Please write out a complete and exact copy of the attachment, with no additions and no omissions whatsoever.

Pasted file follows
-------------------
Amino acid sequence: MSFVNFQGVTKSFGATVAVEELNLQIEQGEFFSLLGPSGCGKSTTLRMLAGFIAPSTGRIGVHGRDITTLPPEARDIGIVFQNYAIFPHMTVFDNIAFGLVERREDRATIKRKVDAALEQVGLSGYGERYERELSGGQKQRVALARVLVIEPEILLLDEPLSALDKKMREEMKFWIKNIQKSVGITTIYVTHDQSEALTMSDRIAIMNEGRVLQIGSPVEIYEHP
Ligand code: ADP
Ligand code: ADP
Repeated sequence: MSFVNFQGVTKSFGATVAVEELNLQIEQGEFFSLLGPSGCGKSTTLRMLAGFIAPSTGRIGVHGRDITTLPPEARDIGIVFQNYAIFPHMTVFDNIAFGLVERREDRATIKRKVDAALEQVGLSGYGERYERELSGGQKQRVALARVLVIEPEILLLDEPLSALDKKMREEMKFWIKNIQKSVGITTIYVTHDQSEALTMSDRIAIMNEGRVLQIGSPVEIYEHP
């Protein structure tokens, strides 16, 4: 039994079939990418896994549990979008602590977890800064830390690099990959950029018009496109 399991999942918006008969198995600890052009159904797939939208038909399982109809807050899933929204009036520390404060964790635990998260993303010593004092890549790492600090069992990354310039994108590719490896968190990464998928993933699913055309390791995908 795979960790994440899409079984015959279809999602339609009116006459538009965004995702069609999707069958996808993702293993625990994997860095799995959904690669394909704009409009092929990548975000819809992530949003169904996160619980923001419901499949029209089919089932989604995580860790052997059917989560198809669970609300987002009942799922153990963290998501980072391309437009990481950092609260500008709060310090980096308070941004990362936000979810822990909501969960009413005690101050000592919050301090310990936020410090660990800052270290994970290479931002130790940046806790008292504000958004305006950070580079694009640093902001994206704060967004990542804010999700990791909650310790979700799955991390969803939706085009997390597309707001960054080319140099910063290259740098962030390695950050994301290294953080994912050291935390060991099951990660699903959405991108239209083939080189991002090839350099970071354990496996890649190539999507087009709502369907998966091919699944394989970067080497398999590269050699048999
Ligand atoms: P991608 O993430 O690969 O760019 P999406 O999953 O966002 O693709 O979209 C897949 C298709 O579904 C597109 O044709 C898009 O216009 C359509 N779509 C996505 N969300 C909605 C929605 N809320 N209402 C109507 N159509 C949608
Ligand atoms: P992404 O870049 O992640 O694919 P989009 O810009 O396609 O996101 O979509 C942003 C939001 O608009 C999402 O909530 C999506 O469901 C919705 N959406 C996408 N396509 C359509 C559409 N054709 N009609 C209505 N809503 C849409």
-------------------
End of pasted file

Amino acid sequence: MSFVNFQGVTKSFGATVAVEELNLQIEQGEFFSLLGPSGCGKSTTLRMLAGFIAPSTGRIGVHGRDITTLPPEARDIGIVFQNYAIFPHMTVFDNIAFGLVERREDRATIKRKVDAALEQVGLSGYGERYERELSGGQKQRVALARVLVIEPEILLLDEPLSALDKKMREEMKFWIKNIQKSVGITTIYVTHDQSEALTMSDRIAIMNEGRVLQIGSPVEIYEHP
Ligand code: ADP
Ligand code: ADP
Repeated sequence: MSFVNFQGVTKSFGATVAVEELNLQIEQGEFFSLLGPSGCGKSTTLRMLAGFIAPSTGRIGVHGRDITTLPPEARDIGIVFQNYAIFPHMTVFDNIAFGLVERREDRATIKRKVDAALEQVGLSGYGERYERELSGGQKQRVALARVLVIEPEILLLDEPLSALDKKMREEMKFWIKNIQKSVGITTIYVTHDQSEALTMSDRIAIMNEGRVLQIGSPVEIYEHP
């Protein structure tokens, strides 16, 4: 039994079939990418896994549990979008602590977890800064830390690099990959950029018009496109 399991999942918006008969198995600890052009159904797939939208038909399982109809807050899933929204009036520390404060964790635990998260993303010593004092890549790492600090069992990354310039994108590719490896968190990464998928993933699913055309390791995908 795979960790994440899409079984015959279809999602339609009116006459538009965004995702069609999707069958996808993702293993625990994997860095799995959904690669394909704009409009092929990548975000819809992530949003169904996160619980923001419901499949029209089919089932989604995580860790052997059917989560198809669970609300987002009942799922153990963290998501980072391309437009990481950092609260500008709060310090980096308070941004990362936000979810822990909501969960009413005690101050000592919050301090310990936020410090660990800052270290994970290479931002130790940046806790008292504000958004305006950070580079694009640093902001994206704060967004990542804010999700990791909650310790979700799955991390969803939706085009997390597309707001960054080319140099910063290259740098962030390695950050994301290294953080994912050291935390060991099951990660699903959405991108239209083939080189991002090839350099970071354990496996890649190539999507087009709502369907998966091919699944394989970067080497398999590269050699048999
Ligand atoms: P991608 O993430 O690969 O760019 P999406 O999953 O966002 O693709 O979209 C897949 C298709 O579904 C597109 O044709 C898009 O216009 C359509 N779509 C996505 N969300 C909605 C929605 N809320 N209402 C109507 N159509 C949608
Ligand atoms: P992404 O870049 O992640 O694919 P989009 O810009 O396609 O996101 O979509 C942003 C939001 O608009 C999402 O909530 C999506 O469901 C919705 N959406 C996408 N396509 C359509 C559409 N054709 N009609 C209505 N809503 C849409």